Tonight on GeekNights, we review Brad Brooks' Rise of Tribes, a well-designed if simple game. In the news, Bowsette is our new queen, Telltale Games lays basically everyone off, a Magic: The Gathering pro drops out of the world championship in protest, and soccer clubs are weirdly angry at esports.
We'll be live at PAX Unplugged 2018, and we hope to see you there! You can also follow the ongoing saga of Rym vs Patreon in Civilization V!
Things of the Day
The Telltale Games layoffs reminds me of a very recent video from Video Game Story Time.
Also, I guess that esports protest is our modern-day Disco Sucks.
I always assumed “disco sucks” was mostly down to racism and homophobia.
I increasingly find that I just can’t engage with games that can be played well with only my most generic heuristics.
This game I played literally using the same decision logic I have used in other games basically without modification. Worse, the only way I see to get better is to memorize the decks. High effort for minimal reward on that one.
I can sympathize with this, I enjoy being a bit lost when I play a game. Simple games are wonderful, too… if you pare down the rules enough you wind up with something simple but opaque. Q.E. and Paris Connection are featherweight, but good luck finding anything to grab on to in a crowded field of players trying to do the same.
From your review I got the impression that Rise of Tribes is a well-oiled machine, built on decades of game design knowledge and technology. It’s a perfectly fine, well-developed game in a world with lots of those. There’s nothing wrong with games like that, but personally I’m looking for more games that I can think about when I’m not playing them, or games that are fussy, strange, or fragile in some way.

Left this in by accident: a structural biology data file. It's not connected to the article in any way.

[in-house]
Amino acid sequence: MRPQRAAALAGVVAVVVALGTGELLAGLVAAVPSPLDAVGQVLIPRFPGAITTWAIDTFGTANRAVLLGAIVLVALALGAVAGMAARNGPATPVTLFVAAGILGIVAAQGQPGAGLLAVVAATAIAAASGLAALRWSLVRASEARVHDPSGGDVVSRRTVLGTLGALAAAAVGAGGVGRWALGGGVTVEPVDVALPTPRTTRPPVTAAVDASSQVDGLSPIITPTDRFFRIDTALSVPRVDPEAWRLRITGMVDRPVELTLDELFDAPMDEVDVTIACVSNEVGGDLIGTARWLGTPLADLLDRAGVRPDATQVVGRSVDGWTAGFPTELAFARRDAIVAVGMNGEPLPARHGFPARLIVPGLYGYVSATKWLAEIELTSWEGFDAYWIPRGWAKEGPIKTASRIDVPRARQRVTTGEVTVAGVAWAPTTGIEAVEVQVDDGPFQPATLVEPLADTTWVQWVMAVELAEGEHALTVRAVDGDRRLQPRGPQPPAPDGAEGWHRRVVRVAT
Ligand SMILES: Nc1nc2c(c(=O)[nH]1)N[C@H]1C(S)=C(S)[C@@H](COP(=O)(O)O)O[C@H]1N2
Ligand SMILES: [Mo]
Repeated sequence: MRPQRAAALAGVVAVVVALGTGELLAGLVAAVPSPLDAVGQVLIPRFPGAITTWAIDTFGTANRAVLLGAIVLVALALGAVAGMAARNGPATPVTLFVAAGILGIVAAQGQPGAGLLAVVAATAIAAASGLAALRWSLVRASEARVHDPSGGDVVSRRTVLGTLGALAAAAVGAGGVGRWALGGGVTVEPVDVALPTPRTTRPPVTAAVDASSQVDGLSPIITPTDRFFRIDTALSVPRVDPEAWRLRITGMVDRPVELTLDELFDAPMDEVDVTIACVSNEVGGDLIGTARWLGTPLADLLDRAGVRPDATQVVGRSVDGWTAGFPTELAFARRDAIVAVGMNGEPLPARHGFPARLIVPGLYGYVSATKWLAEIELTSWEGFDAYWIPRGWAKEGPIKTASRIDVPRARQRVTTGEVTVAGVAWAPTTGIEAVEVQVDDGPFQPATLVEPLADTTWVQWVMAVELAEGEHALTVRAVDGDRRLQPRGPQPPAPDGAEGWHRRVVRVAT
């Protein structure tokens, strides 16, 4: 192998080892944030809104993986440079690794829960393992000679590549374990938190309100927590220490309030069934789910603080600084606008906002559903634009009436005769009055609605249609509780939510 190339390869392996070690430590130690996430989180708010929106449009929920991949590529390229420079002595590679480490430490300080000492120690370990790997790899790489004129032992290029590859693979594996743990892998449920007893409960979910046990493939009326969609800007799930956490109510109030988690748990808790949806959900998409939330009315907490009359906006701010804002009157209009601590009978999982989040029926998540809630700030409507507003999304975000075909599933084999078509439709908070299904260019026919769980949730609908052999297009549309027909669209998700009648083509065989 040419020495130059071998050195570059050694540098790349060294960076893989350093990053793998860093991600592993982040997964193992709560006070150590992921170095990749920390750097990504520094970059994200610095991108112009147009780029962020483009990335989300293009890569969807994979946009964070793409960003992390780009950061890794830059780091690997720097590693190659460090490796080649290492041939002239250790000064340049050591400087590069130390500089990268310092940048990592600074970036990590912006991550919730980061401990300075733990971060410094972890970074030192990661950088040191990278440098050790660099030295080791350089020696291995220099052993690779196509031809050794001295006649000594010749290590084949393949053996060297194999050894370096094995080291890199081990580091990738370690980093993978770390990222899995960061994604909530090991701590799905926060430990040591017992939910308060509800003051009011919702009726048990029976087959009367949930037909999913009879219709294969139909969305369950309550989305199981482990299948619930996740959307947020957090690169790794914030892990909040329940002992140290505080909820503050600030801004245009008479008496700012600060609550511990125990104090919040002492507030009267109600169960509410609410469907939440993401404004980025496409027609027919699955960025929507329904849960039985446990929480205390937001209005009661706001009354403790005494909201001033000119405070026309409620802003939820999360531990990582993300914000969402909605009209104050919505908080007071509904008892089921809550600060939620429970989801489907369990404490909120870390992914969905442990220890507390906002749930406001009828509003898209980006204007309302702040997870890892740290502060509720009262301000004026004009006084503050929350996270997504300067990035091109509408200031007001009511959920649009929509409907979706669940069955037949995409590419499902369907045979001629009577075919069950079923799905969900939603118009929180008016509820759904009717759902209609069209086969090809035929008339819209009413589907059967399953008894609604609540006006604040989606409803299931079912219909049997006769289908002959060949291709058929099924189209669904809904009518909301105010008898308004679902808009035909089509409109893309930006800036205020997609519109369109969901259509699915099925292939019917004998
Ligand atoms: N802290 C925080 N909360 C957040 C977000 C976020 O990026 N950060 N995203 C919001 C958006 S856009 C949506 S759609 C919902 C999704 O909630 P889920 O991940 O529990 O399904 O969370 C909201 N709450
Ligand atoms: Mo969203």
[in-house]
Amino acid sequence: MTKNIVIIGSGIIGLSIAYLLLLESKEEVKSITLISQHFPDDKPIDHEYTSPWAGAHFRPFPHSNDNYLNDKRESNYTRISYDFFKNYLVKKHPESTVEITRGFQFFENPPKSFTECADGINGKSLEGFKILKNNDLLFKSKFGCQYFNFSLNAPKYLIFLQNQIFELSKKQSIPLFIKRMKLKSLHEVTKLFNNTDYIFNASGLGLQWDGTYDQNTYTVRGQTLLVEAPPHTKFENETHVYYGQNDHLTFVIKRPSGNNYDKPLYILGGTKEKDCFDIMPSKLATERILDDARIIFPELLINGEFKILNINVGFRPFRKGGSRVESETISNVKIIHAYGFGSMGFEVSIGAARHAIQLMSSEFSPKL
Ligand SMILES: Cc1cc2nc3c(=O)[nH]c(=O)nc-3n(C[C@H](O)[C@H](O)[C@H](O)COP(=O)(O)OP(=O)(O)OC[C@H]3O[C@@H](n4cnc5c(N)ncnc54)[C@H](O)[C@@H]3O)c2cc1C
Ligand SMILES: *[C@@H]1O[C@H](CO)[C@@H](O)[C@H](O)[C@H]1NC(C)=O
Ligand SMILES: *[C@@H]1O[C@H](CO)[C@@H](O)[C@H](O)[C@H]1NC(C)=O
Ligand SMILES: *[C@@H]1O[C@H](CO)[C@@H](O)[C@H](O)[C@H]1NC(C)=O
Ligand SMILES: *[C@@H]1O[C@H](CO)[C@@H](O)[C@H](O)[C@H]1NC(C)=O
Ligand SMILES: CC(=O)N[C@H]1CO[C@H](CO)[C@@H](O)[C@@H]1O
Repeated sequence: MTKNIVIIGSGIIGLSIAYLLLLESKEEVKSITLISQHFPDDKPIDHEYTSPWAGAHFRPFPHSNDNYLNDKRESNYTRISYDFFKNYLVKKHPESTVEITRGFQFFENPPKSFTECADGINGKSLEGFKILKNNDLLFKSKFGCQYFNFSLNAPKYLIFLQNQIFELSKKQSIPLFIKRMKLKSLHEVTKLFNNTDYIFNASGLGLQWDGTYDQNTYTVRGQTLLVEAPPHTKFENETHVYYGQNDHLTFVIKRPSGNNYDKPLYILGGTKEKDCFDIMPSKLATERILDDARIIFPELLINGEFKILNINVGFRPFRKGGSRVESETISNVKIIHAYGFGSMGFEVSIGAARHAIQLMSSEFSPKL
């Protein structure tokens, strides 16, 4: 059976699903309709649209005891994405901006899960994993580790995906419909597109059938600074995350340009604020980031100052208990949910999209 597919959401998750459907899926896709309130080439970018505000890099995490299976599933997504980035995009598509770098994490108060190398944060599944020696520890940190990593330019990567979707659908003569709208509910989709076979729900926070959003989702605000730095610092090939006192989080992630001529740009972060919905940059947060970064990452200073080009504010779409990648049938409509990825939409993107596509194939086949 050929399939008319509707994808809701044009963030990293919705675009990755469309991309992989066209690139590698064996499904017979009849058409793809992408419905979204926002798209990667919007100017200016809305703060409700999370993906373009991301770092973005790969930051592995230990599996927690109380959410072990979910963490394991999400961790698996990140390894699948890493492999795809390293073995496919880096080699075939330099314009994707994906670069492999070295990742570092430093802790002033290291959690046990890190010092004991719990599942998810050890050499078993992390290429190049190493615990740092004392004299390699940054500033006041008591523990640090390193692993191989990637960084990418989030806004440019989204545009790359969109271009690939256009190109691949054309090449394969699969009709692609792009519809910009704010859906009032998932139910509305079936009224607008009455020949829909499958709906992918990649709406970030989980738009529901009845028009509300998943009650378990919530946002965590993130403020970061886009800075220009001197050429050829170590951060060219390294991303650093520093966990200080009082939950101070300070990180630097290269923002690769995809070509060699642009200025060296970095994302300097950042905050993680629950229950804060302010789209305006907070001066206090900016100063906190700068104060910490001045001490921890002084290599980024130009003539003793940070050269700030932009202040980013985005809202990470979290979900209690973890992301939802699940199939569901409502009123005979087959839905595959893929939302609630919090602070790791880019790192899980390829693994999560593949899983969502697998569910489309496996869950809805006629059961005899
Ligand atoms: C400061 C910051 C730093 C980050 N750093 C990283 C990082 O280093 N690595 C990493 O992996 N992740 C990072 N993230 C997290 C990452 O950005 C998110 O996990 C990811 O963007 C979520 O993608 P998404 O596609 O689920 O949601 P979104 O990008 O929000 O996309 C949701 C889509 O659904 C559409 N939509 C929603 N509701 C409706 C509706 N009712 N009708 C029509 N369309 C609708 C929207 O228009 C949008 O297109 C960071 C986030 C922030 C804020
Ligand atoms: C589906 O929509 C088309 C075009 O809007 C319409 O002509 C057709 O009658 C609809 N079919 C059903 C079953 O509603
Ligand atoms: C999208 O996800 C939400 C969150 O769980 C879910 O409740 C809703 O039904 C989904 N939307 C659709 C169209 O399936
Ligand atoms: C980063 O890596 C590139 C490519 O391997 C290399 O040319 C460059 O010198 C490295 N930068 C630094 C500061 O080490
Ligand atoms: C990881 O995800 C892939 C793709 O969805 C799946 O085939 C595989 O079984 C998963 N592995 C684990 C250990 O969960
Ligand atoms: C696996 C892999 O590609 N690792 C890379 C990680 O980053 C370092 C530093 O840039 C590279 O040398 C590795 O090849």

I seek games where I am confronted with difficult decisions that can’t be handled automatically by a known heuristic. I seek games that have those sublime moments where I recognize that a choice I am about to make could win/lose the game, but don’t know what I will do with that choice.
Basically, where my directional heuristic is weaker than my positional heuristic. I know something’s important, but might not fully understand why.
A recent title this brings to mind is Founders of Gloomhaven. Timing is crucial in this game. Taking an action a turn early or late can swing a game substantially.
St. Petersburg is the same way. Knowing the exact turn where points become more valuable than money is the primary determiner of victory.
Unless you’re playing the original game, in which case the specific order the orange cards come out is the sole determiner beyond basic competency.
What if we played the exact same game as St. Petersburg. Except instead of putting the cards in a row, we auction them off like Power Grid. Otherwise, same game.
It removes the power of the turn order tokens and radically changes the game.
I want to try it. Maybe whoever holds the token for each type runs the auctions, bids last, breaks ties, or something along those lines.
Mash it up with modern art. Whoever holds the token chooses the type of auction for those cards.
The guy from the Beat Any Escape Room video is the one and only, professor Scott Nicholson, the grandfather of board game media
I have a lot of respect for Scott Nicholson - he was doing the board game video thing before anyone else, and it’s mostly about weird esoteric stuff that no one talks about anymore.
Skybound Games has rescued The Walking Dead from Telltale and will be releasing the final season.
Just the review and none of the other stuff!
YB Fans: Tickets are too expensive.
YB Soccer Club: Well, we are looking into a new income stream by starting an e-sports league.
YB Fans: You want us to be associated with nerds? NOOOOOOOOooooooo! [Throws their own game controller on the field.]
YB Soccer Club: …